Tag: Michael Jackson

New Audio: Ibibio Sound Machine Globalist and Genre-Bending Take on Dance Music

Fronted by Nigerian-born vocalist Eno Williams and featuring Alfred Kari Bannerman (guitar), Anselmo Netto (percussion), Jose Joyette (drums), Derrick McIntyre (bass), Tony Hayden (trombone, synth), Scott Baylis (trumpet, synth) and Max Grunhard (sax, synth), the London-based act Ibibio Sound Machine through the release of their first two albums 2014’s self-titled album and 2017’s Uyai has received attention both nationally and internationally for a sound that draws influence from golden era West African funk and disco, and contemporary post-punk and electro pop. 

The London-based act’s third, full-length album Doko Mien is slated for a March 22, 2019 release through Merge Records, and the album which derives its name from the Ibibio phase that translates into English as “tell me,” reportedly finds the act crafting a sonic world of entrancing specificity and comforting universality, essentially blurring the lines separating cultures, between nature and technology, between joy and pain, between tradition and the future. 

Doko Mien’s latest single, album title track “Doko Mien,” is centered around a glimmering and mind-bending production featuring  80s synth funk meets disco-like beats, arpeggiated synths, African polyrhythm, a sinuous bass line and pizzicato guitar and an explosive horn arrangement. Sonically, the song strikes me as a wild, genre-bending amalgamation of I Feel For You-era Chaka Khan, Prince, Michael Jackson’s “Wanna Be Startin’ Somethin’,” Chicago house and Fela Kuti — and adding to the globalist vibes, Williams soulfully sings lyrics in both English and Ibibio, the Nigerian dialect from which the London-based act derives its name.  Simply put, the track is a club banger with an infectious, jubilant hook. 

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86’d from Neon Indian on Vimeo.

Alan Palomo is a Mexican-born, Denton, TX-based singer/songwriter, multi-instrumentalist, electronic music artist, producer and film maker, best known for his acclaimed solo recording project Neon Indian. And with the release of four full-length albums and an EP — 2009’s Psychic Chasms, 2013’s Era Extraña, the Errata Anex EP and 2015’s Vega Intl. Night School, Palomo established a reputation for crafting a slickly produced synth pop sound that sounds indebted to PrinceThrillerBad and Dangerous-era Michael Jackson and the synth funk/synth R&B sounds of the late 70s and early 80s – in particular think of The Whispers  Heatwave Evelyn “Champagne” King’, Cherelle and an even lengthier list of others.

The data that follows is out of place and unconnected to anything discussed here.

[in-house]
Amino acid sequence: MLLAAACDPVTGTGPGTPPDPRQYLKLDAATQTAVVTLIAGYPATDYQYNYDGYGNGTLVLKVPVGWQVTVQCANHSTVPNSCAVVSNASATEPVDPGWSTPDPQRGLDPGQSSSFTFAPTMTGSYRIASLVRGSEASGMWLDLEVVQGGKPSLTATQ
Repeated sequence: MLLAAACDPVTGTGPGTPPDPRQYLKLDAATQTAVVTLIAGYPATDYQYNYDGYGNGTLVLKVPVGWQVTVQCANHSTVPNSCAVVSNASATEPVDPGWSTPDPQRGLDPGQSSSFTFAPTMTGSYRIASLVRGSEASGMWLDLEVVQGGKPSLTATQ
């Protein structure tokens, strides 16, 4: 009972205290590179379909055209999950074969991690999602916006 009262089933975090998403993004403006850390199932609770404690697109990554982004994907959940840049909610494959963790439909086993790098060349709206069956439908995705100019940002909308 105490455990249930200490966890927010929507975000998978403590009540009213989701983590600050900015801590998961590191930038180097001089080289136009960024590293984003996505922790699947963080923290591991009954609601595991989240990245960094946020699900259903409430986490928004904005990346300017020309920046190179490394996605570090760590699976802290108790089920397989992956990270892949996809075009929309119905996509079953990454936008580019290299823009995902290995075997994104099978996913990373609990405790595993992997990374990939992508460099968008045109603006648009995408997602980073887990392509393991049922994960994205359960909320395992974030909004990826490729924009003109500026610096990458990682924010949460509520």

Now, it’s been some time since I’ve written about Palomo and Neon Indian and as it turns out that Palomo had spent the past couple of years working on 86’d, his first narrative short. As Palomo says in press notes, 86’d is “a love letter to New York cinema and in a way, a final recapitulation of the Night School universe. Shot on 16mm over the course of three nights, it was an ambitious undertaking for all parties involved but honestly making it was such a blast that at times felt like just that, a party. I’m eternally grateful to all the wonderful people that came together to realize this kooky project and proud to finally be able to share it with music and movie goers alike.